My Search for a Rural America Radio Station

My search led me to the small town of Mt. Airy, North Carolina, population a little over 10,000 people. This Blue Ridge mountain community was the birthplace and boyhood home of actor Andy Griffith and is believed to be the model for the fictional town of Mayberry.

It was in this Mayberry kind of town that I met Kelly Epperson, a man with radio literally in his blood. His father, Ralph Epperson, founded radio station WPAQ in 1948. Continuously on the air since that time, Kelly is carrying on the tradition of service to the community that was his father's dream.

The legend of Mr. Epperson lives on in the integrity with which Kelly runs WPAQ. The station (and Kelly) prides itself with programming that is a vital part of this small town ... broadcasts of the local high school football games, funeral announcements, community news and events, and much more. Listeners can even call in a birthday or anniversary greeting to honor a friend or neighbor. Kelly likes to tell about the 90+ year old lady that was celebrating her birthday. He took time out of his busy schedule to sing happy birthday to her on the air. Needless to say, she was thrilled by this act of kindness from her local hometown radio station!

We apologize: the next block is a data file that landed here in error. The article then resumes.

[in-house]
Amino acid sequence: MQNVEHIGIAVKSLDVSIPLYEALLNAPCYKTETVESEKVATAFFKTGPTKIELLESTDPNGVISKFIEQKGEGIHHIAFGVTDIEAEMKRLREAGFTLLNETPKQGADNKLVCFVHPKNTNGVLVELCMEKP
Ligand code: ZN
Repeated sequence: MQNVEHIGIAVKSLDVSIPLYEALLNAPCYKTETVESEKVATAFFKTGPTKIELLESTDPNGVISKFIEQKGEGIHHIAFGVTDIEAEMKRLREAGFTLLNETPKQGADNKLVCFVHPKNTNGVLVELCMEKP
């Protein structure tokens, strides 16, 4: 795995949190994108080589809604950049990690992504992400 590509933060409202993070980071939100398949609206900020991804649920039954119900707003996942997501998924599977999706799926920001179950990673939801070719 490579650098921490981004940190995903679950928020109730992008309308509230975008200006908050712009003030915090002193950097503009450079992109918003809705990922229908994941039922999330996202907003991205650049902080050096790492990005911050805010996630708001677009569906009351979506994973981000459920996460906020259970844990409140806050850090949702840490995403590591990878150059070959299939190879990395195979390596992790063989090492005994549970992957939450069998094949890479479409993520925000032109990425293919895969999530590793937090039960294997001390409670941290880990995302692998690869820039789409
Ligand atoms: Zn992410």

Kelly has no plans for significant changes to the format of WPAQ. It worked as it is for his father, for Kelly and, most of all, for the listeners.

Mt. Airy, NC is located on the border of Virginia and North Carolina

Mt. Airy, NC is located on the border of Virginia and North Carolina

What the Listeners Have to Say About Their Local Radio Station

Talking to the owner and staff members at WPAQ gave me the sense that I was on the right track. Or maybe I should say the radio station is on the right track to giving their audience what they need and want to hear. However, to get the true feeling of the success of that endeavor, it was necessary to actually speak to the most important people...the listeners.

Kelly Epperson graciously allowed me and my husband 3 hours of airtime on a Saturday afternoon to accept calls on the air from the folks of Mt. Airy and the surrounding area. Amazingly, the phone kept ringing from people that wanted us to hear what they had to say about their hometown radio station. Here are just a few of those comments:

  • In answer to the question, "what would Mt. Airy be like without WPAQ" a gentleman said, "It would be just another generic town with a robot radio station".